Researchers have suggested that the climatic event know as "El Nino", which occurs along the Peruvian coasts, is being affected by global warming, thus changing its observed behaviour.
Literally meaning "Baby Jesus", El Nino was given its name because it happens at the time of Christmas.
Resulting from a series of interactions between the atmosphere and the tropical ocean, El Nino induces drought in areas that normally receive abundant rain and, conversely, heavy rainfall and floods in usually arid desert zones.
Scientists term this phenomenon a "quasi-cyclic" variation because its periodicity, which varies from 2 to 7 years, shows no regular time pattern.
Though research conducted over the past 25 years, by oceanographers, climatologists and meteorologists has much improved knowledge on the mechanisms generating an El Niño event, it is not known if the intensity and frequency of the event is susceptible to modification in a situation of global warming.
For the research on this phenomenon, several geochemical factors contained in a drill core sediment sampled from 80 m depth under the Bay of Mejillones, in northern Chile, were determined.
Analysis of breakdown byproducts from diatoms, unicellular planktonic algae, yielded an accurate trace of this region's trends in sea surface temperature between 1650 and 2000. These samplings confirmed that the decrease in ocean temperature observed from 1820 affected the whole Pacific seaboard, from central Chile up to the North of Peru.
Complementary analyses on certain minerals contained in the sediment samples confirmed that these minerals were transported by the winds from the continent. Therefore the reinforcement of such prevailing winds, the trade winds, would have favoured the rise of colder waters up from deeper reaches, along the Pacific coasts of South America, by pushing the ocean surface layer westwards.
The new hypothesis that the researchers postulate suggests that, in a situation of climate warming, the large continent-ocean temperature (and hence thermal) contrast would be responsible for this accentuation of the trade wind regime.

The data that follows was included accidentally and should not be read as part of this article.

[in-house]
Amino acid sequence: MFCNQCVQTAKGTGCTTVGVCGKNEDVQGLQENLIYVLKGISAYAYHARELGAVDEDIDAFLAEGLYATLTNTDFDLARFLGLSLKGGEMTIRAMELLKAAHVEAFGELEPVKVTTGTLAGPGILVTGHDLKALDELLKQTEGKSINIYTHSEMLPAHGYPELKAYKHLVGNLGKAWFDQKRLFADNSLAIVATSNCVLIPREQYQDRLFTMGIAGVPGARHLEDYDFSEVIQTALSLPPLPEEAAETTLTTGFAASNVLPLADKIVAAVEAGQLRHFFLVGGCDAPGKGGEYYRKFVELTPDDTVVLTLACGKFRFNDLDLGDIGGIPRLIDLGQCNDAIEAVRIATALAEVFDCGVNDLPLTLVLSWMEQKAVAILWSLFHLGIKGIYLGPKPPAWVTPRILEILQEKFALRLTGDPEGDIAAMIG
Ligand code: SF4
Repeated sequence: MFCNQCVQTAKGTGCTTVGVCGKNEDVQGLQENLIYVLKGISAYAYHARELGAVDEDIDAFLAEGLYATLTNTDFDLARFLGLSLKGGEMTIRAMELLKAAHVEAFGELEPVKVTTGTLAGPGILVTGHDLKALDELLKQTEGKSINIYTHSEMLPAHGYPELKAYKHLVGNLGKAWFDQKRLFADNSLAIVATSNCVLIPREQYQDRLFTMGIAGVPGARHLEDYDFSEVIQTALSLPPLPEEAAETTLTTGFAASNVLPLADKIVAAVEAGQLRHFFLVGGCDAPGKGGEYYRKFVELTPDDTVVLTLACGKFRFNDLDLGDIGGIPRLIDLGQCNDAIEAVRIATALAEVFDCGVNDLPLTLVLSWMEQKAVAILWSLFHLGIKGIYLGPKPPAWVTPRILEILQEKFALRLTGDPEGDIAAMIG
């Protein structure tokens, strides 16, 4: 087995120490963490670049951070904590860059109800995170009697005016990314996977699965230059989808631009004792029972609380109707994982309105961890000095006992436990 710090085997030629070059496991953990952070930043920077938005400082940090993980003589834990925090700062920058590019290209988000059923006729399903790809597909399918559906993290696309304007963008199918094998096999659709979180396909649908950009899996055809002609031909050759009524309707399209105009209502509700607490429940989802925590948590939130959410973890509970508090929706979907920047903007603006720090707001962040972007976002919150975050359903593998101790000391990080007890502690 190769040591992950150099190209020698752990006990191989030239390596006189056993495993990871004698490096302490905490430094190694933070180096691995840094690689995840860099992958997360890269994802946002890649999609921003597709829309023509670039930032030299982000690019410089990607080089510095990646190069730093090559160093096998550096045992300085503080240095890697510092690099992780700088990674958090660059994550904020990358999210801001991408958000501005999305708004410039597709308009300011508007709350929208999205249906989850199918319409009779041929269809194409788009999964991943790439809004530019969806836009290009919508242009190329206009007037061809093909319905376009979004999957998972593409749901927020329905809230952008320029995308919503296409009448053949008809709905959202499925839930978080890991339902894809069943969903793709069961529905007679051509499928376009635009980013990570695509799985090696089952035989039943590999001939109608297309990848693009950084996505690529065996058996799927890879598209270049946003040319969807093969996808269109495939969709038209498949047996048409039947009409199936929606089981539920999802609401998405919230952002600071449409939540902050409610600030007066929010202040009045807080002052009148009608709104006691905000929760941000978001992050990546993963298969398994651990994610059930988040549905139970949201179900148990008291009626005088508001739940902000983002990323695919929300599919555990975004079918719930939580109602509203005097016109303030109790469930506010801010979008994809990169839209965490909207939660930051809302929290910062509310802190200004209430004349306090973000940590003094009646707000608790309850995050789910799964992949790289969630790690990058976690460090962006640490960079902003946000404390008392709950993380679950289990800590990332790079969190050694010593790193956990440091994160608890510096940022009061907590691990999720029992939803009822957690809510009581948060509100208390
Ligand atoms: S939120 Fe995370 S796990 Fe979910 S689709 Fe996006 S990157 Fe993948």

The long-term persistence of a substantial temperature difference between ocean and continent would have caused an intensification of the prevailing winds. Then by pushing the surface water towards the west, these winds would have induced cooling of the coastal waters, changing the normal feature of the El Niño regime which is a warming of the waters.
According to the research, between the end of the Little Ice Age and the beginning of the global warming attributable to human activities, the ENSO regime was modified.
Historical climatology studies founded on chroniclers' accounts and descriptions of floods caused by these El Niño events also showed an abrupt change, around 1820, in the ENSO system along Pacific seaboard of South America.
Since the beginning of the 19th Century, in other words the final phase of the Little Ice Age, the characteristic feature of El Niño events was abnormal rainfall, both in central Chile during the southern winter and on the northern coast of Peru during the subsequent southern summer.
These results as a whole emphasize the complexity of the interactions at work between the global-scale climate changes, the diverse behaviour of the ENSO system and regional climate changes.